Long before reaching the point of marriage, most gay men and women have been through an early life which very much dictates their approach to relationships. Whether or not we have had an easy time of coming out, there will be some period of reckoning with our own sexuality. Even if we are happy with that, most of us live in a world which still forces us to go through the constant pressure of controlling other people’s perceptions of us. Whether at home, at school, or in the work place we are constantly weighing up the cost of either hiding or revealing a core part of ourselves.
Hopefully the end result of this struggle is a stronger more resilient person, but then comes the next step. For most people, the desire to find a shared love is an irresistible force. This search has to overcome both internal and external obstacles and it often drives us to create or to find supportive communities. This tends to make gay people the strongly social animals that many people see them as.
Once a gay person does find a true mate, there then comes the whole challenge of building a partnership. The coupling can have many of the same difficulties and pitfalls facing straight couples. Some other challenges however are unique to gay people and are not so surprising when you examine them. Most difficulties come down to how we handle the accepted norms and social legacy of single gender pairings. Ladies, it does not take much reflection to come up with an idea of standard male behaviour including strong attitudes and a desire to dominate. Now double that and imagine two such men trying to establish roles in an all-male household.
How about the emotional openness which is part of the attraction of a woman? Try doubling that and ponder on the consequences. Of course it is precisely these challenges and the strategies we develop for managing them, that can make same-sex couples so strong and resilient.
As gender roles in society become more fluid it is possibly traditional marriage which needs to accept change. I believe that same sex couples have a head start with these challenges and as such we have a lot to bring to the table. Of course it would be foolish to deny that same sex couples can’t learn from our straight friends too.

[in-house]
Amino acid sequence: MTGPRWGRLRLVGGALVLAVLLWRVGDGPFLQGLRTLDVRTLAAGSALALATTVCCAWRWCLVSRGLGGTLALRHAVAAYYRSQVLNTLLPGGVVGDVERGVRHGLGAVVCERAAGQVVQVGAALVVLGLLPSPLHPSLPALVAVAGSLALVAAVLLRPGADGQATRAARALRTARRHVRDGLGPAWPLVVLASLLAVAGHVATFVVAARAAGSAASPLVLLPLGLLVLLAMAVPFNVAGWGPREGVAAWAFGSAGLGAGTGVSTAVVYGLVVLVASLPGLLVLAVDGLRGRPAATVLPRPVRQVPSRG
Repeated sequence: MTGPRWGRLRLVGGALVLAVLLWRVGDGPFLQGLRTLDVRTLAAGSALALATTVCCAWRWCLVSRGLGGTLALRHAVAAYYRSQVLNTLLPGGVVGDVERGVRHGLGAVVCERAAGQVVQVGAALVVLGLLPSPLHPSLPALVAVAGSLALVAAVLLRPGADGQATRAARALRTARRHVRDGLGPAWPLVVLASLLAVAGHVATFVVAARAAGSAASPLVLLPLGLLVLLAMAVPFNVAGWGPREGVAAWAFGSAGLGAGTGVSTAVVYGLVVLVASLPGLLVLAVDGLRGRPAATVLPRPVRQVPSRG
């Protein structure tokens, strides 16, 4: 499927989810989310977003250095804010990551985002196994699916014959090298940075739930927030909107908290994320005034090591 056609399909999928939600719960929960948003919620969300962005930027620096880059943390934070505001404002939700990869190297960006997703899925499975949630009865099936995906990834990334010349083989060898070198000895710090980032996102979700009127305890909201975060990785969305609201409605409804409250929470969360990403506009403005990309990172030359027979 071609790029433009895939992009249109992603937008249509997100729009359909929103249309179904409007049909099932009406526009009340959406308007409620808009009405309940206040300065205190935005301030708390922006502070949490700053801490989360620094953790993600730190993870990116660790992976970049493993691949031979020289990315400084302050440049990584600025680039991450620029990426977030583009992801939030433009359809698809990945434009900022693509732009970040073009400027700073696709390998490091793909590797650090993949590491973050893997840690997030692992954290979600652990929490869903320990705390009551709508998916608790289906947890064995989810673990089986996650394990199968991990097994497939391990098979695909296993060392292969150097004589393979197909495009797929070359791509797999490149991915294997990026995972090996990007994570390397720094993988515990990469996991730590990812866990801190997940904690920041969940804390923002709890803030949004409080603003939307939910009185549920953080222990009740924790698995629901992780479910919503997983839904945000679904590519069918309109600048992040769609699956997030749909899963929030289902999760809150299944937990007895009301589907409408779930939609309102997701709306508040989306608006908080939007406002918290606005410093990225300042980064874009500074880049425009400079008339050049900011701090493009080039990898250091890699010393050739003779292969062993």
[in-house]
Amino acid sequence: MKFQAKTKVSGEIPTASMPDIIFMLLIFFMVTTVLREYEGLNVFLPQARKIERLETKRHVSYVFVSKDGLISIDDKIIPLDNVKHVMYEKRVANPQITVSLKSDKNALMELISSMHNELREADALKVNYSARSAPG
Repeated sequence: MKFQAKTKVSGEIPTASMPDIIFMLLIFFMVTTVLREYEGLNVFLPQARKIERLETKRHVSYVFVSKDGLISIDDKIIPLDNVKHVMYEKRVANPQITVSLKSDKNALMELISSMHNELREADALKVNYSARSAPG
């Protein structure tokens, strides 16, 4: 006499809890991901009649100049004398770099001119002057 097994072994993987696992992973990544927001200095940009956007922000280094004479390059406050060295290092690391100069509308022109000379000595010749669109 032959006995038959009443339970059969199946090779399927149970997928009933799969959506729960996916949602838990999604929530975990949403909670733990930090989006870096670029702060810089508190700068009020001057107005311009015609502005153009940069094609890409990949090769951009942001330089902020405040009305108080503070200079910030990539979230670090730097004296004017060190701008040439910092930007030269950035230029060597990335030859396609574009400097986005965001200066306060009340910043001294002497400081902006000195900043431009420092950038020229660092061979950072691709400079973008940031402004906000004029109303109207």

Marriage in its current, widely accepted form, needs to move with the times. Traditional marriage needs to reach a new level of maturity and could do worse than to look at the existing norms for many long-term same-sex couples. I have mentioned the fluidity of roles, but there are other areas which the gay community seems to have developed different behaviours too. These may include less anger in times of conflict, more freedom in money matters, or the recognition that there are other attractive people out there to admire and comment on. There is even a different approach to things like sexual experimentation and so called infidelity.
It will take several generations for heterosexual relationships to reach the place where gay and lesbian partnerships are today, but it will happen. There may be set backs and detours along the way and I don’t expect it to be a smooth ride.
We must continue the fight for equal rights throughout the world and we should all cherish our meaningful relationships whether they are conventional, traditional or otherwise. Let’s expand our list of options and move forwards as loving and caring human beings without the fetters of out-dated convention. There is no doubt that at the end of the day, “The greatest thing you’ll ever learn is just to love and be loved in return.”
This Blog post first appeared in shorter form on the Lovebytes Reviews site in my monthly guest blogger spot.